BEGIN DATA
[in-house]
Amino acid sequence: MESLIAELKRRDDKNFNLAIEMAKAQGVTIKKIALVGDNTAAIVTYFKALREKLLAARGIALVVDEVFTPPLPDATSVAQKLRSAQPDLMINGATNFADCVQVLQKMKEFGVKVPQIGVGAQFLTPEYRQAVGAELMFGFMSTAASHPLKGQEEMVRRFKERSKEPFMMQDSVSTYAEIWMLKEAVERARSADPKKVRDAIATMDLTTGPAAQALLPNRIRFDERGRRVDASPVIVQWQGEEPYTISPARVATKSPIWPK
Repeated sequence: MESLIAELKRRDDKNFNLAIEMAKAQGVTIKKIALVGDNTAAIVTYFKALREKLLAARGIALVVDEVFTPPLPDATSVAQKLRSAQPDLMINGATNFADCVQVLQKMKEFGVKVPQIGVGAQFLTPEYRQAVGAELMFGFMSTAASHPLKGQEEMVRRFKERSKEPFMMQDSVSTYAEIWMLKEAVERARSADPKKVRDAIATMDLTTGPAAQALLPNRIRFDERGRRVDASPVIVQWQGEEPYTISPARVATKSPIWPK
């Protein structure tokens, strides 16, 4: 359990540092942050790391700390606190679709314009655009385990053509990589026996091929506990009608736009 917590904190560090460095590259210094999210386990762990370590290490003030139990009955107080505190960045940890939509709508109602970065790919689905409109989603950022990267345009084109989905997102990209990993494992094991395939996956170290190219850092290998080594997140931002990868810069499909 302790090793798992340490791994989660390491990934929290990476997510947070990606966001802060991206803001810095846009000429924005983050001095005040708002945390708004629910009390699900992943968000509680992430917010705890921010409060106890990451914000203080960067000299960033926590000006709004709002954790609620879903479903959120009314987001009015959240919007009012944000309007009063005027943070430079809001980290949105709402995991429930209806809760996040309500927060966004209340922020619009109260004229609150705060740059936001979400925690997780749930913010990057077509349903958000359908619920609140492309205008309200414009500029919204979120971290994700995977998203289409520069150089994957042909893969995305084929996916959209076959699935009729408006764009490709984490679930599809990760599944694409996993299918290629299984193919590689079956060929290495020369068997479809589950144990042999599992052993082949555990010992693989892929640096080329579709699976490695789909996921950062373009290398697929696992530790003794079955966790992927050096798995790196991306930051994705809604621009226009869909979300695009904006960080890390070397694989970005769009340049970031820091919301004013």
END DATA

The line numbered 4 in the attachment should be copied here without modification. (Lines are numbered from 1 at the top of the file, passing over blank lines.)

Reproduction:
């Protein structure tokens, strides 16, 4: 359990540092942050790391700390606190679709314009655009385990053509990589026996091929506990009608736009 917590904190560090460095590259210094999210386990762990370590290490003030139990009955107080505190960045940890939509709508109602970065790919689905409109989603950022990267345009084109989905997102990209990993494992094991395939996956170290190219850092290998080594997140931002990868810069499909 302790090793798992340490791994989660390491990934929290990476997510947070990606966001802060991206803001810095846009000429924005983050001095005040708002945390708004629910009390699900992943968000509680992430917010705890921010409060106890990451914000203080960067000299960033926590000006709004709002954790609620879903479903959120009314987001009015959240919007009012944000309007009063005027943070430079809001980290949105709402995991429930209806809760996040309500927060966004209340922020619009109260004229609150705060740059936001979400925690997780749930913010990057077509349903958000359908619920609140492309205008309200414009500029919204979120971290994700995977998203289409520069150089994957042909893969995305084929996916959209076959699935009729408006764009490709984490679930599809990760599944694409996993299918290629299984193919590689079956060929290495020369068997479809589950144990042999599992052993082949555990010992693989892929640096080329579709699976490695789909996921950062373009290398697929696992530790003794079955966790992927050096798995790196991306930051994705809604621009226009869909979300695009904006960080890390070397694989970005769009340049970031820091919301004013």